One of the more distinctive and durable voices to emerge from the early '60s folk boom, Tom Rush is more accustomed to playing crowded coffeehouses than plush supper clubs. But at Charlie's last night, Rush lost no time in making himself at home, or warming up to his opening-night audience. The result was a casual yet thoroughly satisfying performance that, in its eagerness to please, resembled something of a greatest-hits collection.

The first set, for instance, spanned 20 years, and tastefully blended traditional blues and folk tunes with well-chosen contemporary songs by Joni Mitchell, Jackson Browne, Townes Van Zandt and others. Mitchell's "Circle Game" and Van Zandt's "Pancho and Lefty" were treated to Particularly sensitive interpretations, Rush's resonant voice carefully shading the lyrics while his guitar deftly outlined the melodies. His treatment of Browne's "Jamaica Say You Will" was further enhanced by Dean Adrien's soft harmonies and the incisive lead guitar work of Eric Lilljequist.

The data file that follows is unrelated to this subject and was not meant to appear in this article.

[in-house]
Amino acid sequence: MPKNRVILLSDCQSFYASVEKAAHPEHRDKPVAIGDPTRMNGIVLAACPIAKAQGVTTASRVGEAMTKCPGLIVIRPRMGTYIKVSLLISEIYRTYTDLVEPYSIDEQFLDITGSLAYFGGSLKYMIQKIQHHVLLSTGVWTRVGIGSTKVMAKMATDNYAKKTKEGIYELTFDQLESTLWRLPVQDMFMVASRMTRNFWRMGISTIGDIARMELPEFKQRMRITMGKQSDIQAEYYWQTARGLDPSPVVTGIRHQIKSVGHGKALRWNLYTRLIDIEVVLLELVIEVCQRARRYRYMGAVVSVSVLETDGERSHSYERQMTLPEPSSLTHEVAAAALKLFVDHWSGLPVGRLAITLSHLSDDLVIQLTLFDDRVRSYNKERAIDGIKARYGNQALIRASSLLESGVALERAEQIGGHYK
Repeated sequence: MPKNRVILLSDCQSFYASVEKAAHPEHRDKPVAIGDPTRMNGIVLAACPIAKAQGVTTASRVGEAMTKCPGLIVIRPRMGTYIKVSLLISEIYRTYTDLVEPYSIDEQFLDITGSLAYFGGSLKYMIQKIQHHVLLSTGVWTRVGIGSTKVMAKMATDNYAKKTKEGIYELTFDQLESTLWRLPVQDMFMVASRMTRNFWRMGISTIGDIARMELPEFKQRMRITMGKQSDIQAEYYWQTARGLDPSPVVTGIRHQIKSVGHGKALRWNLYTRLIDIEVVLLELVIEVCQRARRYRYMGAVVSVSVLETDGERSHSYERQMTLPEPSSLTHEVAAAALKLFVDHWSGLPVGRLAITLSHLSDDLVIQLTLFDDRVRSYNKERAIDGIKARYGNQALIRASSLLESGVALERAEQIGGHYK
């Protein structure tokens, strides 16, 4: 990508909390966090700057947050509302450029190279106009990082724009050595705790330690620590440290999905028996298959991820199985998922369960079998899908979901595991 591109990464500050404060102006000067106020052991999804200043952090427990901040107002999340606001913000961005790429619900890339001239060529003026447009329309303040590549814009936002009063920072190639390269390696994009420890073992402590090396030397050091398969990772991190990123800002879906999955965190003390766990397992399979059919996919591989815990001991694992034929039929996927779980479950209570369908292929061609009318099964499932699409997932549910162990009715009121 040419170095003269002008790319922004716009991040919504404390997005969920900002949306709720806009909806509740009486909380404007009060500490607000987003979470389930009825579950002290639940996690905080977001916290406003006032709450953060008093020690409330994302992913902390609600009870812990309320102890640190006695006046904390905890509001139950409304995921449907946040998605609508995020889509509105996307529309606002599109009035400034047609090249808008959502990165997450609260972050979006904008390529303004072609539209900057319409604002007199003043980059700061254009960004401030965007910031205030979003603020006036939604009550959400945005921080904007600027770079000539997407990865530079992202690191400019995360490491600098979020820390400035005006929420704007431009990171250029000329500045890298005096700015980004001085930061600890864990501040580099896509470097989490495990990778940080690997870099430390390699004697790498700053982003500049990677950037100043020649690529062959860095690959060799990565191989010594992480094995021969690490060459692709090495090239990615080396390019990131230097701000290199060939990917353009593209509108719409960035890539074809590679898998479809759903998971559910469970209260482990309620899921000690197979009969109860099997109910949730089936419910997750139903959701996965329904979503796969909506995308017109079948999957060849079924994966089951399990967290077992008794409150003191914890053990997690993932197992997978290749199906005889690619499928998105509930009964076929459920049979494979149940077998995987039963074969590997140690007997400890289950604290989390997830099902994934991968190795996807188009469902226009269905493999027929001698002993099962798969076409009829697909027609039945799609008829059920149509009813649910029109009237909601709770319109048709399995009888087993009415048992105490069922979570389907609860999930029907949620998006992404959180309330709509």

In contrast, the traditional material allowed more leeway.Rush took numerous liberties with "Duncan and Brady," turning it into a rousing, amusing and breathlessly told narrative. He also capped a personal recollection of the late bluesman Sleepy John Estes ("Every two or three minutes, John would nod out; all his songs are short") with a fervently percussive arrangement of "Rag Mama." However, no matter what the mood or tempo, Rush did both his reputation and his recordings proud.

Rush performs at Charlie's through Sunday.